As a person who programs in several different assembler languages for a living, I can assure you that the ARM instruction set is both easier to understand and simpler to implement while at the same time being more versatile and efficient than any other instruction set I have used (including 68K and Z80/8080). The only tricky bits are to do with the co-processor, modes and MMU, but you don't have to know about those things in order to start writing code (just leave that part in the power-up state and deal only with physical addresses and no mode changes).

      2. heyrick Silver badge

        Re: bbc pi is 8bit amtelmega 32u4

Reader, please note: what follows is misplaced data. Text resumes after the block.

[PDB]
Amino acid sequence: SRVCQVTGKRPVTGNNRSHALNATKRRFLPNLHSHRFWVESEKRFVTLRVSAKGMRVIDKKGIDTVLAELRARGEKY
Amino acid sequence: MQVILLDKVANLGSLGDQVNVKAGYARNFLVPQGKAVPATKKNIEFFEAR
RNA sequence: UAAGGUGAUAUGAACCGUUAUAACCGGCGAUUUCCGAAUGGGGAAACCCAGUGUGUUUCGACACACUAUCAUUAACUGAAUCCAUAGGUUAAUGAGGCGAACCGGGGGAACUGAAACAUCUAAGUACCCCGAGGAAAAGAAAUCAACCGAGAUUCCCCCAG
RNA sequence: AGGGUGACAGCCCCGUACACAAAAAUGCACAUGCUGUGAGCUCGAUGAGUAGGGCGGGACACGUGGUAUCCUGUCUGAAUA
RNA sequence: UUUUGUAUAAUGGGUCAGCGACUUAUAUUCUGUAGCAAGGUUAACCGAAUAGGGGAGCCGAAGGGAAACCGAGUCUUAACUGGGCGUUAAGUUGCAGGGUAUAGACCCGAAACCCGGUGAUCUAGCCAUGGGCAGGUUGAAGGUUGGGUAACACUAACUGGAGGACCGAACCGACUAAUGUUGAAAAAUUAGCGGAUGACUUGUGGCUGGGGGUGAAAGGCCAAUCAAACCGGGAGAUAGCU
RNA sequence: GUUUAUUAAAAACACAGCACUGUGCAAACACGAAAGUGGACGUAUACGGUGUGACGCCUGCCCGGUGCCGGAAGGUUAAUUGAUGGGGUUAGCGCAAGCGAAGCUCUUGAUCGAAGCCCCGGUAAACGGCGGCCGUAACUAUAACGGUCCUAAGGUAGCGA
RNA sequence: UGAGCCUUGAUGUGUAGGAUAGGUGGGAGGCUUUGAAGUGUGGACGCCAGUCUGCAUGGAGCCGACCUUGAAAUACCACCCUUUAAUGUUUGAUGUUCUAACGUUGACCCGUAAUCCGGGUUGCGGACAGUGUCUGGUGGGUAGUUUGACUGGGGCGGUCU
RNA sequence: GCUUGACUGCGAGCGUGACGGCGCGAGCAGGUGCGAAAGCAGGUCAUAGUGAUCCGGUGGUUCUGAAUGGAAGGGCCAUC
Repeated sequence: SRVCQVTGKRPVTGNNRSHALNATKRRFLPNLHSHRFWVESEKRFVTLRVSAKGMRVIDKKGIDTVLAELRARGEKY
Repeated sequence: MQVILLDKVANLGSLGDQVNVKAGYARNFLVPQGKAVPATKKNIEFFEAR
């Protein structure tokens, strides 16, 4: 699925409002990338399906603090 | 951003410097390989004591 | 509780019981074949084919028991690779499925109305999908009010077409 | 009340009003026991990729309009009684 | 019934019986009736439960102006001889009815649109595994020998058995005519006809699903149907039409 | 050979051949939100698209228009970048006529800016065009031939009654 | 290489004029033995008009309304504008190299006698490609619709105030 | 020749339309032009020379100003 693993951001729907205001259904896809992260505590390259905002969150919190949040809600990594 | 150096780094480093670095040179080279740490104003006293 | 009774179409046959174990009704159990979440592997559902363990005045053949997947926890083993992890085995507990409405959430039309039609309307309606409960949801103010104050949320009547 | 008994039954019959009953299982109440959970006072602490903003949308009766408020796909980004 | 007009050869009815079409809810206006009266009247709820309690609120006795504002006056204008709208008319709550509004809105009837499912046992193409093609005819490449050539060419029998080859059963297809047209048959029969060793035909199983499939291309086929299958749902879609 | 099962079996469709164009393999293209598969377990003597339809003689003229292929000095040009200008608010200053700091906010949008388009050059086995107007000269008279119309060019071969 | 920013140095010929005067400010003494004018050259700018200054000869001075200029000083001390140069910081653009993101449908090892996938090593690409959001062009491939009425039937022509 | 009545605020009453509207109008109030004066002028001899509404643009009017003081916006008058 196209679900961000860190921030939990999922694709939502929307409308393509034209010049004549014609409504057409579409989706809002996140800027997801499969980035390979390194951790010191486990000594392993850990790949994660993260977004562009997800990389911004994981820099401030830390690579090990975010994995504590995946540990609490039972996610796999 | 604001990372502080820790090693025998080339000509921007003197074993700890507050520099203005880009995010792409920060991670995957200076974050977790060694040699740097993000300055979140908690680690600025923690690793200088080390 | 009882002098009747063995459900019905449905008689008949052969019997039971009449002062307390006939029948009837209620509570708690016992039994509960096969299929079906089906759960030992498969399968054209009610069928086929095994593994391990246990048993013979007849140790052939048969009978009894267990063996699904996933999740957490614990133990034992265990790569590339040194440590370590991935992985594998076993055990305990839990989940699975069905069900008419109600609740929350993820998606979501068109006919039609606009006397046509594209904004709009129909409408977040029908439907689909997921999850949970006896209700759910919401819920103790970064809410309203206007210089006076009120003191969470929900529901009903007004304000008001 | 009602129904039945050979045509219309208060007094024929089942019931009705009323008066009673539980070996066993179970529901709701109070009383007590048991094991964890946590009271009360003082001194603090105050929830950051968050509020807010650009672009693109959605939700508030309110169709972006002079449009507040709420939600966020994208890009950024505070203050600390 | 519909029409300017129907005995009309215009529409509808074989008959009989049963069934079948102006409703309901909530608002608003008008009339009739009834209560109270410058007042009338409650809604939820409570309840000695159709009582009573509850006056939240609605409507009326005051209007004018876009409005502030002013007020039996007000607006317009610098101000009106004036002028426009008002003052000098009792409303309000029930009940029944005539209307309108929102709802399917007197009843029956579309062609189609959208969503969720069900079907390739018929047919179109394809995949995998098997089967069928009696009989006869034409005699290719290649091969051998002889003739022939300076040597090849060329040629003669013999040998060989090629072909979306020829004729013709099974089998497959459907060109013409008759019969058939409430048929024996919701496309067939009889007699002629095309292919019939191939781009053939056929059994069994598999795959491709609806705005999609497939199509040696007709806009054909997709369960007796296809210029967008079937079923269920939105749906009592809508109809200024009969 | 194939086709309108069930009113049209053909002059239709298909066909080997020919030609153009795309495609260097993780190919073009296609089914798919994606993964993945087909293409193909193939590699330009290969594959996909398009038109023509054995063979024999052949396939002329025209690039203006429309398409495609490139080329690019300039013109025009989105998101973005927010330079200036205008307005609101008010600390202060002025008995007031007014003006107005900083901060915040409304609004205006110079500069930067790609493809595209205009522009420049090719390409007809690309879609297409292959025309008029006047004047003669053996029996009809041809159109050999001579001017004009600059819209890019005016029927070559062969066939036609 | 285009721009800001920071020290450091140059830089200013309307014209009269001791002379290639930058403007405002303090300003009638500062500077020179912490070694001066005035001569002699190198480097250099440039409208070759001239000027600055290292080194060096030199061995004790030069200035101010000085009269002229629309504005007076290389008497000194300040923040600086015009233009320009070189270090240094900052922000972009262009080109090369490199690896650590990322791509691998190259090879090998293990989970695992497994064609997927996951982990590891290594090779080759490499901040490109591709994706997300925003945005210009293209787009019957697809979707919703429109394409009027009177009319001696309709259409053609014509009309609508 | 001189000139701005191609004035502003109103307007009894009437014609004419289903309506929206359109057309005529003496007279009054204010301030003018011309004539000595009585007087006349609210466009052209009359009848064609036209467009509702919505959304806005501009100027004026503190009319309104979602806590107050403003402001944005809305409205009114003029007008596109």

"to the point where I'd often end up writing chunks of asm code simply because it was as easy as writing the equivalent in C. Try doing that with an ARM-based system and see how far you get..."

        Oh, I do. Because the ARM is nice and if C's pointers are starting to get messy-complicated, it's usually far easier to drop in some assembler where I know exactly what is where without a language syntax getting in the way. ARM code is just generally pleasant to work with; and when you're writing application code you don't need to concern yourself with messy things like page tables and address caching, just leave that stuff to the OS...

  21. Anonymous Coward
    Mushroom

    For those that can't get past the headline before exploding about the BBC

    Here is a list of the companies involved:

    ARM

    Barclays

    element14

    Freescale

    Microsoft

    Nordic Semiconductor

    Samsung